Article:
Annual Report 2017-2018


Our products

Financial auditing

This year we delivered 183 audit opinions. This was for state agencies only, as our first annual financial audits of local government entities for the year ended 30 June 2018 are in progress and the audit opinions will be issued in 2018-19.

We aim to deliver audit opinions under the Financial Management Act 2006 (FM Act) in time for annual reports to be tabled by an agency within 90 days of the end of the financial year as required by the FM Act. In the past we have consistently achieved between 99% and 100% for this measure (Table 20). However, this year we achieved 97.9%, primarily due to agencies not being audit ready.

Parliament must be in session for an agency to table its annual report under the FM Act. This year, the last sitting day in which agencies could table their reports within the 90-day limit was September 14, almost 2 weeks earlier than previous years’. This meant a number of agencies could not meet their target. This is something we have raised with the Department of Treasury in its review of the FM Act .

Table 20 - Percentage of audit opinions issued within 90 days of financial year end

It took us an average of 64.8 days to issue our financial audit opinions and we delivered 59% of our audit opinions earlier than last year.

Table 21 - Audit opinions delivered from 2013-14 to 2017-18

Our reports tabled in 2017-18

During 2017-18, we tabled 27 reports in Parliament across our 4 audit topic categories. We aim to deliver timely, relevant and quality reports on public sector performance and accountability. These reports assist in achieving our vision and outcome of an informed Parliament and work that makes a difference and helps to improve the public sector.

On the following pages is a brief summary of the reports tabled this year which are available on our website here. We have provided agency details reflective of post 2017 machinery of government changes.

Website statistics provide an indication of the degree of interest in our reports, and we use these to inform our topic selection process. Four of the top 10 accessed reports in 2017-18 were from previous years. The annual Information Systems Audit Report is consistently one of the most accessed reports. Despite being tabled in May 2018, the Controls Over Corporate Credit Cards focus area report, which was our first report tabled under our new local government audit mandate, featured in the top 10 hits (Table 22).

Table 22 - Top 10 report accessed by external visitors to the OAG website in 2017-18

Our results tabled 2017-18 (page 68)

*Note: Did not meet our definition of a report for KPI purposes.

Our reports tabled in 2017-18 (page 69)

Our reports tabled 2017-18 (page 70)

*Note: Did not meet our definition of a report for KPI purposes.

Our reports in 2017-18 (page 71)

Our reports tabled 2017-18 (page 72)

Our reports tabled 2017-18 (page 73)

Our reports tabled 2017-18 (page 74)

Our reports tabled 2017-18 (page 75)

Our reports tabled 2017-18 (page 76)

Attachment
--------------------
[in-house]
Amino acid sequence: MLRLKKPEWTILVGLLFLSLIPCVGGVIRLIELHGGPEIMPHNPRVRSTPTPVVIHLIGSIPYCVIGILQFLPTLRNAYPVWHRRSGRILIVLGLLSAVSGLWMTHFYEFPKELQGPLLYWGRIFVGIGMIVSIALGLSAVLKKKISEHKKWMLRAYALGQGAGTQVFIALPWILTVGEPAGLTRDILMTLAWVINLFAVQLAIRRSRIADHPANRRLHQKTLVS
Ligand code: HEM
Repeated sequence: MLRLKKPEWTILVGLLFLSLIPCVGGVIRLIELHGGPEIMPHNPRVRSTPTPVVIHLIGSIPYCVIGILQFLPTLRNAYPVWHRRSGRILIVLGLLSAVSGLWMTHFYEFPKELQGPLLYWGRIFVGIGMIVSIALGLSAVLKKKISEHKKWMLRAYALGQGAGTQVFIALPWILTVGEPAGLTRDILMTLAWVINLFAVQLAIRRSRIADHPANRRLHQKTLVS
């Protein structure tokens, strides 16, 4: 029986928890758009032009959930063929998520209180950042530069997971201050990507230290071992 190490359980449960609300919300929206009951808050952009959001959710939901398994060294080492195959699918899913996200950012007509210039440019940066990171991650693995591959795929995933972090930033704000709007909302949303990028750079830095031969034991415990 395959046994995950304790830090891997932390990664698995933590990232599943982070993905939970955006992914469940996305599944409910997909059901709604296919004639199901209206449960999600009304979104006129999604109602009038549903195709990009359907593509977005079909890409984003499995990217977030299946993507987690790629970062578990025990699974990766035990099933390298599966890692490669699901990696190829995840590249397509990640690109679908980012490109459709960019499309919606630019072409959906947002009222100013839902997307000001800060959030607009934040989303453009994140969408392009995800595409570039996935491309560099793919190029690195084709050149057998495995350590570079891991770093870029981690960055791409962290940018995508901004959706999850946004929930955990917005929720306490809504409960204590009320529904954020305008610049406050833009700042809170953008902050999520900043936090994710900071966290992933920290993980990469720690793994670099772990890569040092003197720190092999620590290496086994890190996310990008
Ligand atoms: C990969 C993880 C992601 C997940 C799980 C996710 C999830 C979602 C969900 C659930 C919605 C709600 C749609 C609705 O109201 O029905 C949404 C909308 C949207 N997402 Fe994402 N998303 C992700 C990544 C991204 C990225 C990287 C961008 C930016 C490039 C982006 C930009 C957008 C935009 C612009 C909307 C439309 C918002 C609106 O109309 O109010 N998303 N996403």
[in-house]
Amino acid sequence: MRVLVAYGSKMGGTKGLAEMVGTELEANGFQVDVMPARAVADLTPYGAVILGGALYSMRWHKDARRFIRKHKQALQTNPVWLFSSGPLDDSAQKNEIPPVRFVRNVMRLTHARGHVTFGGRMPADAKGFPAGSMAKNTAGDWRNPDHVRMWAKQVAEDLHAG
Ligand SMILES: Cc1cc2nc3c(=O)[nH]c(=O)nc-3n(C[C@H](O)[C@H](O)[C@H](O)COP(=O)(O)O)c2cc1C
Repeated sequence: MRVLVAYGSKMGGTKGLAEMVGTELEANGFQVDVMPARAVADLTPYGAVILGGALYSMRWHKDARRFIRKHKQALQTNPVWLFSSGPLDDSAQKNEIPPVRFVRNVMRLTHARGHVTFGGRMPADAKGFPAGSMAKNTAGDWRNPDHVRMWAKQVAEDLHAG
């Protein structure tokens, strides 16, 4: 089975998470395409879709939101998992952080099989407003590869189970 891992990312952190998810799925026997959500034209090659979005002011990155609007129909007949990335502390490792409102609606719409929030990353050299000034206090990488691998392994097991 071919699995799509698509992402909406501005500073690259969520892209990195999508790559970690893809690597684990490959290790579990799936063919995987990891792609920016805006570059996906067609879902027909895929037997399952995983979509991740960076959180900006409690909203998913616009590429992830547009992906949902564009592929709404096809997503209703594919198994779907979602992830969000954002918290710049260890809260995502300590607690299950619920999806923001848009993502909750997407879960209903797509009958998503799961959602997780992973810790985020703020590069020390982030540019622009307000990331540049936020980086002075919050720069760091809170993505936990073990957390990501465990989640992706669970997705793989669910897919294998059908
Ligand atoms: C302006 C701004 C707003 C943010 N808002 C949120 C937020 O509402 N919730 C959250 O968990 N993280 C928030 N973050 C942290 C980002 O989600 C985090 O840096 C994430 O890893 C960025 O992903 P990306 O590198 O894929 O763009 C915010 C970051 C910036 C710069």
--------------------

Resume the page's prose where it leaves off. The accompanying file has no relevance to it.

Making a difference – report successes

Our outcome is work that makes a difference and helps to improve the public sector. Positive change to government activity and practice is a reflection of the impact our work is having and of our progress in meeting our desired outcome.

In July 2017, we were pleased to see the Department of Transport and Main Roads WA providing a status update on their websites of the transport portfolio recommendations of our 2015 report, Safe and Viable Cycling in the Perth Metropolitan Area. This is a good way for agencies to increase transparency and accountability for the actions they are progressing in response to our reports.

Some examples announced or implemented this year, where our work has informed, influenced, or directly resulted in change includes:

• establishment of the Office of Digital Government within the Department of the Premier and Cabinet to drive digital capability and cyber security across the public sector. This was in response to a decade of annual information systems audit reports, which have found little to no improvement in agency management of information systems, particularly information security and business continuity
• a drug and alcohol strategy specific to prisons being developed by the Department of Justice in response to our Minimising Drugs and Alcohol in Prisons report (November 2017)
• the development of a centralised information portal relating to biodiversity surveys, as recommended in our Rich and Rare: Conservation of Threatened Species Follow‑up Audit (September 2017)
• the Department of Fire and Emergency Services (DFES) extended peer support program to include bush fire brigades and ensuring that peer support officers are trained to assist them, addressing concerns raised in our 2015 report, Support and Preparedness of Fire and Emergency Services Volunteers. DFES also released an emergency services volunteer sustainability strategy to ensure that expertise is captured, both to address volunteer feedback and recommendations from the Auditor General’s report on volunteers
• the Service Priority Review blueprint for public sector reform referencing our May 2016 report, Delivering Services Online, to highlight the significant savings available to government through doing business online rather than in person.

Better practice guidance



Page last updated: September 20, 2018

Back to Top